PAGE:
With ultrasonic fingerprint ID, Samsung is bringing a new dimension of biometric security and convenience to business users.
Machine learning, a kind of artificial intelligence that enables computers to learn without being explicitly programmed, will be a driving force in smartphone innovation in the coming year, according to Deloitte’s newly released report on digital trends, Technology, Media & Telecommunications (TMT) Predictions. This year, over 300 million smartphones will be equipped with neural network machine-learning capabilities, the report predicts. Such functionality could enhance a range of functions, including image classification, navigation and speech recognition.
Everyday Uses of Machine Learning
The rise of machine learning on smartphones could spark a similar dynamic in the fast-growing arena of wearables. For mobile users in disconnected spaces such as underground or in a plane, machine learning could enable new capabilities, while those operating in a connected environment may see tasks performed more quickly, or with enhanced privacy. Taking this a step further, machine learning could also become a driving force in tens of millions of other devices, from drones to tablets to cars. In addition, medical tools and other Internet of Things (IoT) devices will likely benefit from machine learning capabilities.
“Machine learning is fascinating as it will revolutionize how we conduct simple tasks like translating content, but it also has major security and health consequences that can improve societies around the world,” Deloitte vice chairman and global TMT industry leader Paul Sallomi said in a press release.
The rise of wearables might help to account for another Deloitte prediction: the upcoming boom in indoor navigation. By 2022, at least a quarter of all human and machine uses of precision digital navigation will likely be wholly or partially indoors, Deloitte predicts. That’s up from just 5 percent of all uses in 2017. For mobile users, whether they rely on a wearable device or a smartphone, the ability to locate people and objects when indoors will be “transformative,” Deloitte says, with government, business and consumer uses all likely to benefit.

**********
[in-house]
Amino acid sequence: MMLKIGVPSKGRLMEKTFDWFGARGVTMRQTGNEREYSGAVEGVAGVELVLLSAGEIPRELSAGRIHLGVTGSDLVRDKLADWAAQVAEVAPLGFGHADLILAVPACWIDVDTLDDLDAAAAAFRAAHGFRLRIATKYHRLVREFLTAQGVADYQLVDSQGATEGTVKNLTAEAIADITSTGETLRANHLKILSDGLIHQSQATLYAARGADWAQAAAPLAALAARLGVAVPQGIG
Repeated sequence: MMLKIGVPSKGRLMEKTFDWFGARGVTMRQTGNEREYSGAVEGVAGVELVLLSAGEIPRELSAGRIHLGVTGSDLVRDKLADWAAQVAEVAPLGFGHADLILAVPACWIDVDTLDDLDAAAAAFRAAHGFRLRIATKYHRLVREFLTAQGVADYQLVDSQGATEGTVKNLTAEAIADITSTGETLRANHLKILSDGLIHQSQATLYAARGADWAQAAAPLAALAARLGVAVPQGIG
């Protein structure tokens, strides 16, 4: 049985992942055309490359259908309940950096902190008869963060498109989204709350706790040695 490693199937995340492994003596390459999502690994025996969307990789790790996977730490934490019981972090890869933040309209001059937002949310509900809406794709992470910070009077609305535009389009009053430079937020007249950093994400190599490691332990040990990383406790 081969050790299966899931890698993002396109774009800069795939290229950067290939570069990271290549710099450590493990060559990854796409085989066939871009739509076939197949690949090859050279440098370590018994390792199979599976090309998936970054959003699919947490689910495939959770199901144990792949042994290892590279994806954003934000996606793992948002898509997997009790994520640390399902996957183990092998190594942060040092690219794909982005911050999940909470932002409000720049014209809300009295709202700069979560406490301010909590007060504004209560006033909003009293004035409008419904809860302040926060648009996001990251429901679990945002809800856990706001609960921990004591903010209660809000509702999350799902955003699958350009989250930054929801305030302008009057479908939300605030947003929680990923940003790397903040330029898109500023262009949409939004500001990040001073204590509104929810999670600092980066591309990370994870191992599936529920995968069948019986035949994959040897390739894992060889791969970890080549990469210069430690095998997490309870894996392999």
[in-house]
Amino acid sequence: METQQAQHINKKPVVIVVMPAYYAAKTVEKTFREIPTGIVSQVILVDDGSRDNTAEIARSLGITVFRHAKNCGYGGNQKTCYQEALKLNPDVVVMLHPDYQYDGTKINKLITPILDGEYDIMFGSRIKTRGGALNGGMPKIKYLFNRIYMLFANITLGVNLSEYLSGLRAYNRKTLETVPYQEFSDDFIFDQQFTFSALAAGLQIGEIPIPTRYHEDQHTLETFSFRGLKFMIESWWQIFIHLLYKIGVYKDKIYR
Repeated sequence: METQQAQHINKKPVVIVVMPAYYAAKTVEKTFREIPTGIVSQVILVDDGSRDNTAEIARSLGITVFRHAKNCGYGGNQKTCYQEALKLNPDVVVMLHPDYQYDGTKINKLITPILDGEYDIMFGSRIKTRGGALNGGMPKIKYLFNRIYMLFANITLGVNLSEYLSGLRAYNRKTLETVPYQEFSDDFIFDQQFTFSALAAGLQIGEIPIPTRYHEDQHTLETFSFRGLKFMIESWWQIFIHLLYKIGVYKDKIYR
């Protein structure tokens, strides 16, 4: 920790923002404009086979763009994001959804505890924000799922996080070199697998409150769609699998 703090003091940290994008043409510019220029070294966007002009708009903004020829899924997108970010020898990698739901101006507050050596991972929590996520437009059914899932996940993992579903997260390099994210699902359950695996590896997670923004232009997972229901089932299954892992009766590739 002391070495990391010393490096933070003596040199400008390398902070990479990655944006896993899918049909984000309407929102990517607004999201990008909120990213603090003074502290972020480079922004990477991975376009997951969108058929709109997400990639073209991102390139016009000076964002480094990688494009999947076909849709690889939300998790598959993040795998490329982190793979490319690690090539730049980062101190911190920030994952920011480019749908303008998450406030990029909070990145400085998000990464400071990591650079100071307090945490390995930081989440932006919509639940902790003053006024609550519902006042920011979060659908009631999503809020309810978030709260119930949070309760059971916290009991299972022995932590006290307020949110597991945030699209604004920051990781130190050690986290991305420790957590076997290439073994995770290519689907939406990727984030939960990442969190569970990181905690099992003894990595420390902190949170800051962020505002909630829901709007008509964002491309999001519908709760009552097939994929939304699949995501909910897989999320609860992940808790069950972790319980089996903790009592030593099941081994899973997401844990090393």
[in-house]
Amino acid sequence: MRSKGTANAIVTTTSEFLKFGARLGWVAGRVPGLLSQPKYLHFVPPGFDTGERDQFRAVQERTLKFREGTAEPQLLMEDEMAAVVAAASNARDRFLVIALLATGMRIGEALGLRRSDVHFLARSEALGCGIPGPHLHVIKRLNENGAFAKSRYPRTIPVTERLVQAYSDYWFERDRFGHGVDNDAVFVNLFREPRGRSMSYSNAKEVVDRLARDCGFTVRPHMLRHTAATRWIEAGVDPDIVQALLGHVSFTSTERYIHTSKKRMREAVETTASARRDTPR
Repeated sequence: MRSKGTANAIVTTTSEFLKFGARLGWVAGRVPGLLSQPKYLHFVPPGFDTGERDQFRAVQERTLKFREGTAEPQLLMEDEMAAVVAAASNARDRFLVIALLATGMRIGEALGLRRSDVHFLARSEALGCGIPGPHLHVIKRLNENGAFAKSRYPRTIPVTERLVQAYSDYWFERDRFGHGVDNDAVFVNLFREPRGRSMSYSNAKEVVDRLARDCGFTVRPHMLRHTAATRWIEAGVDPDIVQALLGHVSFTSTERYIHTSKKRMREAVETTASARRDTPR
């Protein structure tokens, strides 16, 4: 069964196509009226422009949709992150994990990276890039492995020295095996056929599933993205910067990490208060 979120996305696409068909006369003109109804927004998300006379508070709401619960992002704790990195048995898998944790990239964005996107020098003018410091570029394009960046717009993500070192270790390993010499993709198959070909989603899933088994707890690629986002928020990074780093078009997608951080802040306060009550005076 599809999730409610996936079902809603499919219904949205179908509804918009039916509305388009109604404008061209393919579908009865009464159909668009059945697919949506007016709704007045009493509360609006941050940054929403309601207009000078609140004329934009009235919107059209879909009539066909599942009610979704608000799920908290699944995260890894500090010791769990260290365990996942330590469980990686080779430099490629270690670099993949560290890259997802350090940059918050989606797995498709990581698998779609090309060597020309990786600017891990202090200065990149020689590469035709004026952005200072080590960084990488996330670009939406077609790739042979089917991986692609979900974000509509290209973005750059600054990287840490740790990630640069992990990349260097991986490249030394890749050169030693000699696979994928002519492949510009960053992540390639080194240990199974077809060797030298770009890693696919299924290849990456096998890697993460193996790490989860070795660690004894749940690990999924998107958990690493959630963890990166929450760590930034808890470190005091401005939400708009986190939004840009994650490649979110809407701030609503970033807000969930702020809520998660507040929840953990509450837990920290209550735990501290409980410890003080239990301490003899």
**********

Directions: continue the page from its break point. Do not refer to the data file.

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Security Is a Top Priority
As these trends unfold, mobile security will remain a predominant issue among digital trends, in part because of the sheer scale of the problem. In 2017, we’ll see over 10 million Distributed Denial-of-Service (DDoS) attacks on the terabit-per-second scale every month. The proliferation of IoT devices and the online availability of malware methodologies will push the trend.
At the same time, Deloitte predicts a hardening of defenses. Biometric security in particular will come to the forefront, with the number of fingerprint reader-equipped devices predicted to exceed 1 billion for the first time in early 2017. This brings the conversation back to machine learning, which could be deployed to help devices detect or classify suspicious behavior. In this sense, machine learning has the ability to protect the devices in our lives, and could “even turn the tide against the growing wave of cyberattacks,” Sallomi notes.
Even as the threat level escalates, Deloitte predicts, the emerging IoT ecosystem will see the arrival of new and effective security protocols across an increasingly mobile landscape.
Machine learning algorithms are already enhancing business productivity and driving innovation through algorithmic software.